1970 KAWASAKI G31M 100cc Centurion
By Matt Cuddy #MC1
The little green bike put out an unheard of 18.5 horse power at 10,500 rpm, and with its open foot long
stinger, and whooshing steel rotary valve, made quick work the competition, as no other 100cc racer put out
so much useable horsepower over such a wide rage. The bike had acceptable low end, the midrange was
excellent, and it had a big hit on top that just kept going until the power band signed off at around 12,000
revs. Kawasaki obviously had the rotary valve design down, as the little bike pulled like a strong 125 MX bike
on nitro.
The Centurion was first billed as a short track bike, like its bigger brother, the Green Streak, and made its
way into motocross competition with far better results than its larger sibling. Problems that plagued the 238cc
Green Streak didn’t manifest themselves in the Centurion, as the extreme light weight put less strain on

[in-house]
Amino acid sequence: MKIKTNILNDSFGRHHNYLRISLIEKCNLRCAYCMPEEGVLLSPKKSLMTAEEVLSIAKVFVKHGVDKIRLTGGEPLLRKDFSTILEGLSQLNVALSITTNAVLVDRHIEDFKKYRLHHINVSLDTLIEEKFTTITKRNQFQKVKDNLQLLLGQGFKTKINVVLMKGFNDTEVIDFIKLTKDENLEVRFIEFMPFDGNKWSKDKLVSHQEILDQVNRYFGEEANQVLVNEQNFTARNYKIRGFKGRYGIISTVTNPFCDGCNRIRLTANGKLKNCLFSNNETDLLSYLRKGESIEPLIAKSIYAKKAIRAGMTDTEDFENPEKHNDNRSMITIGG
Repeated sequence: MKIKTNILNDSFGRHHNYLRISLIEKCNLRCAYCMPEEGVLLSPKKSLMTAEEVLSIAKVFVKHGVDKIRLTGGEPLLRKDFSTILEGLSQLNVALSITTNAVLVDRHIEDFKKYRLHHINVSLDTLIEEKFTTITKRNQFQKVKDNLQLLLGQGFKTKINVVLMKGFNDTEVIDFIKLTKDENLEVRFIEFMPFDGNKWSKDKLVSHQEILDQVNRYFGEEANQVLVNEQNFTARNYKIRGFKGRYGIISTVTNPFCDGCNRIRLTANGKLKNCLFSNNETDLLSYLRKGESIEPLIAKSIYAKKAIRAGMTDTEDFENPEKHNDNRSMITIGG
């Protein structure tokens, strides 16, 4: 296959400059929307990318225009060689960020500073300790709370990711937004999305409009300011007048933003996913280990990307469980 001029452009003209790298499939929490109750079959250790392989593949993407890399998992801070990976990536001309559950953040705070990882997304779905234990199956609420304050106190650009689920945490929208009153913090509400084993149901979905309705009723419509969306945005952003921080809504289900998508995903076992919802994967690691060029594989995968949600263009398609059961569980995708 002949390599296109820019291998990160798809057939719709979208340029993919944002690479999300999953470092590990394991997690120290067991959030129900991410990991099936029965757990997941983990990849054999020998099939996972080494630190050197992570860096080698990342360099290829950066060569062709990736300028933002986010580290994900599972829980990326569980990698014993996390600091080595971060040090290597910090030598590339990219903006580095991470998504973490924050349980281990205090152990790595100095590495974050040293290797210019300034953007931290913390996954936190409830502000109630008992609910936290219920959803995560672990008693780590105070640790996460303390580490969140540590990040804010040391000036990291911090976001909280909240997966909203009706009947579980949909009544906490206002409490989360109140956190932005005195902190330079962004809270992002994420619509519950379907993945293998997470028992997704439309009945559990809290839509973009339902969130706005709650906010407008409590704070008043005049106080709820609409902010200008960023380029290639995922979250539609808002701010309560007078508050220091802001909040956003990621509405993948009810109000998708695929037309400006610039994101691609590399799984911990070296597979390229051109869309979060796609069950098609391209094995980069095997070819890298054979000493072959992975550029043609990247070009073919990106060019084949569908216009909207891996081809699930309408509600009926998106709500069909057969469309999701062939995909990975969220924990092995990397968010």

things like wheels, hubs and the frame.

The bike even caught the eye of Steve McQueen, who used the Centurion for back-lot duties, and
impromptu drag races with security guard golf carts. Of course McQueen painted it to look like a mini-
Husqvarna which confused fans to no end, most likely. It sold at auction in $55,575.00 in 1997.


Funny thing is though, a total of only 4490 Centurions were produced in 1970-71, and that was it for the
production of the mean little greenie. Was this some freak bike that Kawasaki dropped on the public, only to
pull it off the market in two short years? I remember the distinctive noise the bike made with the open stinger,
and steel rotary valve, as nothing else sounded like it. Many a 250 rider was embarrassed when a little
100cc green bike roosted them through a corner, and disappeared down the straight.  
      
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